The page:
As leaders of the BRICS group of major emerging economies—Brazil, Russia, India, China and South Africa—are slated to hold their summit for the first time in Africa in March, BRICS-Africa relations are being thrust into the spotlight. In a recent interview with Beijing Review, Lu Shaye, Director General of the Department of African Affairs of China's Foreign Ministry, offered his thoughts on the importance of deepening ties. Excerpts follow:
Beijing Review: Leading up to the first BRICS Summit in Africa, media reports said the group has helped raise Africa's international status. Would you like to comment on this?
Lu Shaye: BRICS leaders will gather for the first time in Africa in late March for their fifth summit, which will be held in Durban, South Africa. The event will be conducive not only to deepening cooperation among BRICS countries, but also to promoting collaboration with Africa. While the summit is set to explore the theme of BRICS and Africa—partnerships for development integration and industrialization, a conference for BRICS and African leaders will be convened on the sidelines. The arrangements highlight the importance of BRICS countries' attachments to Africa, as well as their optimism about the continent's future development and readiness to work more closely with African countries. Against the backdrop of a complex and changing international environment and a bumpy global economic recovery, strengthened BRICS-Africa coordination and cooperation will facilitate efforts to jointly continue development, enhance both sides' international status and brighten the prospects for world peace and development.
What role has South Africa played in cementing China-Africa bonds since joining the BRICS group in 2010?
South Africa, a country that has major influence in Africa, took over as the African co-chair of the Forum on China-Africa Cooperation (FOCAC) last year. Its acceptance into the BRICS group has presented new opportunities for the development of strategic partnerships between China and South Africa, while also unleashing new potential for the expansion of China-Africa ties. China's cooperation with South Africa and Africa at large in the areas of politics, security, trade, finance and international affairs has since made further headway. We are willing to work together with South Africa and other African countries to boost BRICS-Africa dialogue and cooperation, and to make greater contributions to the development of relations between China and Africa, as well as between emerging markets and Africa.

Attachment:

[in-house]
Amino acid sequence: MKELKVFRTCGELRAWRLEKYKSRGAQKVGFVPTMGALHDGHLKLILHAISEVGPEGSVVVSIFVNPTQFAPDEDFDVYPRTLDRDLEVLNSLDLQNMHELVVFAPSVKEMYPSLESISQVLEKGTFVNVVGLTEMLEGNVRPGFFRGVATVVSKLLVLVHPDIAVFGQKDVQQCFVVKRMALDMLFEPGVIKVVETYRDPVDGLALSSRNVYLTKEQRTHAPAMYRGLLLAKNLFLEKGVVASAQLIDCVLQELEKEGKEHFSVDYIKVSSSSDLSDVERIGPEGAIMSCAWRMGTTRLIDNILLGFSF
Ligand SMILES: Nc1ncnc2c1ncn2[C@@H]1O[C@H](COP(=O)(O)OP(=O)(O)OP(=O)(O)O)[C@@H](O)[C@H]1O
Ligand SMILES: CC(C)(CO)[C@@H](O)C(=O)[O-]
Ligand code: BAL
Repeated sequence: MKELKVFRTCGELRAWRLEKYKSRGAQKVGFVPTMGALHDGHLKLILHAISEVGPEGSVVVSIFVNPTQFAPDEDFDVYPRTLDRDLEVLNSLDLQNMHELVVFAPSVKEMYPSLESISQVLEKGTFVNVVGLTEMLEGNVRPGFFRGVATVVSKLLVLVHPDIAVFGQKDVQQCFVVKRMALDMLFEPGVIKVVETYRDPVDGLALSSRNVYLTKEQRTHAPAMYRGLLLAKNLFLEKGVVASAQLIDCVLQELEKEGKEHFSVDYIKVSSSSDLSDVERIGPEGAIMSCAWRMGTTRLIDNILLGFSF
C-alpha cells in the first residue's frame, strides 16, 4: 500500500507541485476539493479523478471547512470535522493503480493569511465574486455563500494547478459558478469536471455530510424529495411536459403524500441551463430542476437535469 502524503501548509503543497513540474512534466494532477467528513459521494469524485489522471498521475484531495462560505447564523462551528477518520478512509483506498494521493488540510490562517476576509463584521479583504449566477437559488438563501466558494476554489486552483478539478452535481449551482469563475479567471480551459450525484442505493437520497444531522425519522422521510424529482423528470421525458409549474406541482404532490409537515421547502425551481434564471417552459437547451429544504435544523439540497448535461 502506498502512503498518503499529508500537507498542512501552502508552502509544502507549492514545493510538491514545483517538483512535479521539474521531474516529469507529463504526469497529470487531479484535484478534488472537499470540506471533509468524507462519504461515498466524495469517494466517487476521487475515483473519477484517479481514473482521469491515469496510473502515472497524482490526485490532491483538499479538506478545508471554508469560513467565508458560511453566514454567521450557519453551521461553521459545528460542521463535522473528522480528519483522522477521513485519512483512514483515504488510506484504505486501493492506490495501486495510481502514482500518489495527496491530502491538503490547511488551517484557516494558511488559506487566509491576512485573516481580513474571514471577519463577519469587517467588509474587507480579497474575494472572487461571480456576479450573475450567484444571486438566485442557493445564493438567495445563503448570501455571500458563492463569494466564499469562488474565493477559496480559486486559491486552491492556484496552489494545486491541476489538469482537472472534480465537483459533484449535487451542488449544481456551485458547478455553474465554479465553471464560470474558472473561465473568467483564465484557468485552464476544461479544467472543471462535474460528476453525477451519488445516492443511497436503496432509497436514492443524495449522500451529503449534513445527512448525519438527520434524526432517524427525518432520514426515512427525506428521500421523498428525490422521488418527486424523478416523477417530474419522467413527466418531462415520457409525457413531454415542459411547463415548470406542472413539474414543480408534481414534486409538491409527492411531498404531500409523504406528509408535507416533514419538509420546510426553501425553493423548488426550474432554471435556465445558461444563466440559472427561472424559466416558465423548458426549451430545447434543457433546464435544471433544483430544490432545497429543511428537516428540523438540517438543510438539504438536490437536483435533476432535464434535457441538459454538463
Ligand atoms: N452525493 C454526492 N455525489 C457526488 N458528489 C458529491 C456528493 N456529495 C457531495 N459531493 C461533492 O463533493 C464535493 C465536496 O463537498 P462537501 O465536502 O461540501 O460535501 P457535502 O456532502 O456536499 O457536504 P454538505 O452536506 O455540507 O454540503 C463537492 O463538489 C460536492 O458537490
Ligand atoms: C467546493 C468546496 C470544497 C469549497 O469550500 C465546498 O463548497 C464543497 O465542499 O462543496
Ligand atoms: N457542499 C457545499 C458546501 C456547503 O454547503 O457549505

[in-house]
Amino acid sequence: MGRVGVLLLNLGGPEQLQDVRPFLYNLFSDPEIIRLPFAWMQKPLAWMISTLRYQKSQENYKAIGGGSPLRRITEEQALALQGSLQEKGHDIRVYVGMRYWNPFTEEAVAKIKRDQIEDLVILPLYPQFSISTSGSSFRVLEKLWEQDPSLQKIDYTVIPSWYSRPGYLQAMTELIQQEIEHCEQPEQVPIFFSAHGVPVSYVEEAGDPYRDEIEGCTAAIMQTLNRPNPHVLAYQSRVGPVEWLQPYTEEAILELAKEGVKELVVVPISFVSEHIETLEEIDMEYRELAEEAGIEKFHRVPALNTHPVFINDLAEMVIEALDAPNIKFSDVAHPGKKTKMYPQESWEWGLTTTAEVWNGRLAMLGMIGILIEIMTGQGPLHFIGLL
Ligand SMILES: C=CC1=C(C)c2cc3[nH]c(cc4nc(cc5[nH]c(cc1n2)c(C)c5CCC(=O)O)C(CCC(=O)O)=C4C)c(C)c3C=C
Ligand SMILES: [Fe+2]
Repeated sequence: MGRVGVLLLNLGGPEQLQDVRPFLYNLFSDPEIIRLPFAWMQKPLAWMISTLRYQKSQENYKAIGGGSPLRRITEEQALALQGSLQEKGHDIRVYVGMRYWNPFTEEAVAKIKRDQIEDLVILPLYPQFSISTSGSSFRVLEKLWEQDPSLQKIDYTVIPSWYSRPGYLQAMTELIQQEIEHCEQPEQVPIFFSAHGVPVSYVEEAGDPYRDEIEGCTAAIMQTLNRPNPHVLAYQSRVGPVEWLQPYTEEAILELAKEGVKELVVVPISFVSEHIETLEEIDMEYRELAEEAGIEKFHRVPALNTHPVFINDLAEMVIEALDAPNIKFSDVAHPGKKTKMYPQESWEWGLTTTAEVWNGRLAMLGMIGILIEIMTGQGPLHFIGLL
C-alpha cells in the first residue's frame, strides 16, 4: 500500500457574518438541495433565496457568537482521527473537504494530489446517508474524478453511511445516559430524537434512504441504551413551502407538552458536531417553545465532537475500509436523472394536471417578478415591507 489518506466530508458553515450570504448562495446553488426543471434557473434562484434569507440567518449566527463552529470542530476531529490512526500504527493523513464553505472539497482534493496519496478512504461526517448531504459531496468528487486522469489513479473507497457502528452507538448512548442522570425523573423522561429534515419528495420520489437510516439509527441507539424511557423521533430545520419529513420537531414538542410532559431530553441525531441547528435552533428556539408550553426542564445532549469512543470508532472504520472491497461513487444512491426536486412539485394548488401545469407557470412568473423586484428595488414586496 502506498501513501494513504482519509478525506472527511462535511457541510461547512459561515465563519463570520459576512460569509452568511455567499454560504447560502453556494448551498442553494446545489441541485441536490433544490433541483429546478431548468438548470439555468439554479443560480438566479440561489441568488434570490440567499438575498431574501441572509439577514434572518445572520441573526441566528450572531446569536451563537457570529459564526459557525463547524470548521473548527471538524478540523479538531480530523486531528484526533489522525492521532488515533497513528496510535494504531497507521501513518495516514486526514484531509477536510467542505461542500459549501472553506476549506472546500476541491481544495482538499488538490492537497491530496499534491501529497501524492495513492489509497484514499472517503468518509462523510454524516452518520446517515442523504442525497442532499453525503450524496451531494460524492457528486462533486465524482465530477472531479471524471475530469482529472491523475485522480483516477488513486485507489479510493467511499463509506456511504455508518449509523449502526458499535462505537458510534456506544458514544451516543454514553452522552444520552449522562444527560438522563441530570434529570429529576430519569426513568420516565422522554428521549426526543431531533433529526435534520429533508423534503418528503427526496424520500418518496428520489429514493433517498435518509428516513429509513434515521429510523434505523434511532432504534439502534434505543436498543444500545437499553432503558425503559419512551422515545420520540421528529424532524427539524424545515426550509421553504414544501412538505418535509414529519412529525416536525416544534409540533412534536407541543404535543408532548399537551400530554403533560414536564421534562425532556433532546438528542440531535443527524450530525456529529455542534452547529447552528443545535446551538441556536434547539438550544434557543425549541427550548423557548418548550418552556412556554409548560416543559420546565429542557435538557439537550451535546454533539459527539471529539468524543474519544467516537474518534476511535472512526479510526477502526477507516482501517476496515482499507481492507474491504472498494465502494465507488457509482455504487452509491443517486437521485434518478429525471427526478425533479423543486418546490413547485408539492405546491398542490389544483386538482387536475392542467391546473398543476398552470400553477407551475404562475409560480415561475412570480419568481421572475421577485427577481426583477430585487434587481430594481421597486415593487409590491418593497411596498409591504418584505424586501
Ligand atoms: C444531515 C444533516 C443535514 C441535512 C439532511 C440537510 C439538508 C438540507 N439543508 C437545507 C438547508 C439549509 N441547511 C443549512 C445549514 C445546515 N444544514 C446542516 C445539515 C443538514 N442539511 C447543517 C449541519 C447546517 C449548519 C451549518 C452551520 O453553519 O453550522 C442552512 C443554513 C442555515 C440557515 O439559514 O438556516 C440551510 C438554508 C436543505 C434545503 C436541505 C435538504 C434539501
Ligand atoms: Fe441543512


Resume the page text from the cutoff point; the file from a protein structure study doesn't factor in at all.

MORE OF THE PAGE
It's been reported that the upcoming South African summit will produce a blueprint for a BRICS bank. How are BRICS countries advancing this initiative, and why do they want to establish a bank?
China is supportive of, and takes an active part in, BRICS financial cooperation. BRICS leaders came up with the vision for a new development bank at their fourth summit in New Delhi in 2012. The bank is designed to finance infrastructure and sustainable development projects in BRICS countries and other developing countries as a complement to the role of existing multilateral and regional financial institutions in spurring global growth and development. The establishment of the development bank is an important part of BRICS financial cooperation. It will help propel reforms of international financial and monetary systems and increase the rights of emerging economies and developing countries in international institutions. China supports progress in this area at the Durban summit.